Friday, May 20, 2011

SSH without password

Ever since I joined IISc, ssh-ing into other machines seems to be a daily task. Its hard to type in passwords every time. So this is what I did to avoid typing passwords for ssh.

Lets call the machine you are connecting from as "home" with your user name "homeuser" and the machine you are connecting to as "server" with your user name as "serveruser". Please note that in case the account in your "home" computer is compromised, the attacker can effectively login to the "server" as well. So use this with caution.

First you have to generate an RSA public-key, private-key pair. The public key will be placed in the server computer so that it can identify your computer when you ssh to it. Thankfully Linux installations come with all the tools that you require to do this. So all you have to do to generate this key pair is open a terminal in "home" and type:
homeuser@home:~$ ssh-keygen -t rsa
Generating public/private rsa key pair.
Enter file in which to save the key (/home/homeuser/.ssh/id_rsa):
Created directory '/home/homeuser/.ssh'.
Enter passphrase (empty for no passphrase):
Enter same passphrase again:
Your identification has been saved in /home/homeuser/.ssh/id_rsa.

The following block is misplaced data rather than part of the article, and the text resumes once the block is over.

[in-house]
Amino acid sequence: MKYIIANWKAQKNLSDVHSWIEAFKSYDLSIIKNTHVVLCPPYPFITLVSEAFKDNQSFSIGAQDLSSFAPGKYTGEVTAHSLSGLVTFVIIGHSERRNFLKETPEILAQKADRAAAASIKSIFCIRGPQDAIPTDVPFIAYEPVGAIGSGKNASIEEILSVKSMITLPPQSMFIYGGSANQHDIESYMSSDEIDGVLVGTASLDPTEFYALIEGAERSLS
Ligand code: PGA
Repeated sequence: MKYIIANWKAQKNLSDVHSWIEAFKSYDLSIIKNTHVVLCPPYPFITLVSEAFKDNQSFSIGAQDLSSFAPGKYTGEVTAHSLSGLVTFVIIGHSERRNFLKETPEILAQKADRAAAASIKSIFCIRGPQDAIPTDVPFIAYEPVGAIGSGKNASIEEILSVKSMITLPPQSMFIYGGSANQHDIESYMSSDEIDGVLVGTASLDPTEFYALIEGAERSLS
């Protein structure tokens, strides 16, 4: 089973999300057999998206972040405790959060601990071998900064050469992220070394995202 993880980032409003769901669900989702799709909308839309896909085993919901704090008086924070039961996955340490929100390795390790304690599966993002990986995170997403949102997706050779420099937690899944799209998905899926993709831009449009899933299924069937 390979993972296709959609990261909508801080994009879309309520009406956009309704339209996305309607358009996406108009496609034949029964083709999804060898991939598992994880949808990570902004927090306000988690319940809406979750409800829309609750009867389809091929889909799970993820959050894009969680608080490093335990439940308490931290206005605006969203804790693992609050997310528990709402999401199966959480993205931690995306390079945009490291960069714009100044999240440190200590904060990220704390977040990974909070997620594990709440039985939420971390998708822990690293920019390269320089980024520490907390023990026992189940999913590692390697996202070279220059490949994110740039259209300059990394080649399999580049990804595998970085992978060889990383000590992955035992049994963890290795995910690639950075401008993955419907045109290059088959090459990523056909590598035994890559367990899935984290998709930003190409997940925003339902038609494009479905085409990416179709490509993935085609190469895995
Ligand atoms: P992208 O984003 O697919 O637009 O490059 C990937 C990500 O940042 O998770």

Your public key has been saved in /home/homeuser/.ssh/
The key fingerprint is:
3e:4f:05:79:3a:9f:96:69:bf:89:0a:37:16:e9:25:e2 homeuser@home
Next you have to store the public-key in "/home/homeuser/.ssh/" to "server". For this first create a directory on "server" by ssh-ing to it: (don't worry if the directory is already there):
homeuser@home:~$ ssh serveruser@server mkdir -p .ssh
serveruser@server's password:
Next copy the public key from "home" to the "server"
homeuser@home:~$ cat .ssh/ | ssh serveruser@server 'cat >> .ssh/authorized_keys'
serveruser@server's password:
Now you are done. Try ssh-ing to the server and you will be directly greeted with a prompt:
homeuser@home:~$ ssh serveruser@server
Please note that:
  • This method kind of identifies your "home" computer to the "server", so in case your account in "home" is compromised, immediately delete the corresponding key from .ssh/authorized_keys at the "server".
  • You have to do this every time you install a new OS in "server" or "home".
  • I have only tested this on the machines that I use ... so this should work well in Fedora, Ubuntu and Mac. Sometimes your version of ssh might differ and you might have to put the public key to ".ssh/authorized_keys2" and change its file permissions to 640 and change file permissions of ".ssh" to 700.
Thanks for reading through. If you have any further questions/comments, just post it here. 

Edit [2011-09-30] For all the lazy people (like me) out there, here is a simple one liner that will do the same trick. Just type in the server password twice when the terminal asks.
ssh-keygen -t rsa; ssh-keygen -y; ssh serveruser@server mkdir -m 700 -p ~/.ssh; scp ~/.ssh/ serveruser@server:~/.ssh/authorized_keys
 This simple and very effective one-line idea was given to me by my colleagues at amazon.

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